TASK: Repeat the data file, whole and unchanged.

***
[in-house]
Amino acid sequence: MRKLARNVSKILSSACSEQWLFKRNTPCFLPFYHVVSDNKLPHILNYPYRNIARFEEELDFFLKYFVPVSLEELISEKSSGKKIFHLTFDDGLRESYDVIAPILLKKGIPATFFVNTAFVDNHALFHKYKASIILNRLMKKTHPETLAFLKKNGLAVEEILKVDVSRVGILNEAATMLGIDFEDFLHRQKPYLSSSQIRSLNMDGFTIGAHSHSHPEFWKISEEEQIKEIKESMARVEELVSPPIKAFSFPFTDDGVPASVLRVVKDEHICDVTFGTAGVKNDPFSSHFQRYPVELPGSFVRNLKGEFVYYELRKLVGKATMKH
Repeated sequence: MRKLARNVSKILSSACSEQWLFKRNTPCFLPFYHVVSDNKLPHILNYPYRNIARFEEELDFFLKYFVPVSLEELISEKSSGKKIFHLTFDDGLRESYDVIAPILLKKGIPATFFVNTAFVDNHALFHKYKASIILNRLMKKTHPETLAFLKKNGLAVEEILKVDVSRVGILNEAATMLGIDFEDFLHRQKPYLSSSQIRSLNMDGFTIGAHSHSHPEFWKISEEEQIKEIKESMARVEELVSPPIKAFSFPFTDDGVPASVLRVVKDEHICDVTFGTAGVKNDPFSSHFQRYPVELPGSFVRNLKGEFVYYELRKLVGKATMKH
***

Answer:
[in-house]
Amino acid sequence: MRKLARNVSKILSSACSEQWLFKRNTPCFLPFYHVVSDNKLPHILNYPYRNIARFEEELDFFLKYFVPVSLEELISEKSSGKKIFHLTFDDGLRESYDVIAPILLKKGIPATFFVNTAFVDNHALFHKYKASIILNRLMKKTHPETLAFLKKNGLAVEEILKVDVSRVGILNEAATMLGIDFEDFLHRQKPYLSSSQIRSLNMDGFTIGAHSHSHPEFWKISEEEQIKEIKESMARVEELVSPPIKAFSFPFTDDGVPASVLRVVKDEHICDVTFGTAGVKNDPFSSHFQRYPVELPGSFVRNLKGEFVYYELRKLVGKATMKH
Repeated sequence: MRKLARNVSKILSSACSEQWLFKRNTPCFLPFYHVVSDNKLPHILNYPYRNIARFEEELDFFLKYFVPVSLEELISEKSSGKKIFHLTFDDGLRESYDVIAPILLKKGIPATFFVNTAFVDNHALFHKYKASIILNRLMKKTHPETLAFLKKNGLAVEEILKVDVSRVGILNEAATMLGIDFEDFLHRQKPYLSSSQIRSLNMDGFTIGAHSHSHPEFWKISEEEQIKEIKESMARVEELVSPPIKAFSFPFTDDGVPASVLRVVKDEHICDVTFGTAGVKNDPFSSHFQRYPVELPGSFVRNLKGEFVYYELRKLVGKATMKH